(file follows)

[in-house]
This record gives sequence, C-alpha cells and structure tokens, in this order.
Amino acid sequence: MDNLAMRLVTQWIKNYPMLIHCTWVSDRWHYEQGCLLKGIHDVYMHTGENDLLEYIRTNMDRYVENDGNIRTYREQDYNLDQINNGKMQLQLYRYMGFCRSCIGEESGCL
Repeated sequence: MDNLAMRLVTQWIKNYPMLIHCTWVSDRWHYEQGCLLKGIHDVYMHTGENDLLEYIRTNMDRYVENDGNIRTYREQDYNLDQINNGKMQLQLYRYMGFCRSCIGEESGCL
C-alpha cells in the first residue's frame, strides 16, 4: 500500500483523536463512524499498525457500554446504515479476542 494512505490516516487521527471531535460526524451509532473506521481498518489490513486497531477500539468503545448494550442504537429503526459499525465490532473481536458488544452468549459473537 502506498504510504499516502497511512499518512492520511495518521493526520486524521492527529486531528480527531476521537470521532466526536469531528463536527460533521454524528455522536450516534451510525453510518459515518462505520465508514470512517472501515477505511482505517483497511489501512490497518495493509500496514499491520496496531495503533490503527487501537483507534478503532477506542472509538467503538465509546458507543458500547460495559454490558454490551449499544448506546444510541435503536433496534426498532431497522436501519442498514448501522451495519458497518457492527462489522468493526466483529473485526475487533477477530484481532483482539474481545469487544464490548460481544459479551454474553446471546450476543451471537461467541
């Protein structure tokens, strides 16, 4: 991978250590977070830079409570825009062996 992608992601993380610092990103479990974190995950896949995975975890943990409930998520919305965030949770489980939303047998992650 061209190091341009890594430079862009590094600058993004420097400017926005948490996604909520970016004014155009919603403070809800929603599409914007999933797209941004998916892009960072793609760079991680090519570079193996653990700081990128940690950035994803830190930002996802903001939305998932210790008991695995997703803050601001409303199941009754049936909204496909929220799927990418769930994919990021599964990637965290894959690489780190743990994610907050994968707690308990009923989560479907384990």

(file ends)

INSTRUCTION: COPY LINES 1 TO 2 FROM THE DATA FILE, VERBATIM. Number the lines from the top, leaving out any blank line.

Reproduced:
[in-house]
This record gives sequence, C-alpha cells and structure tokens, in this order.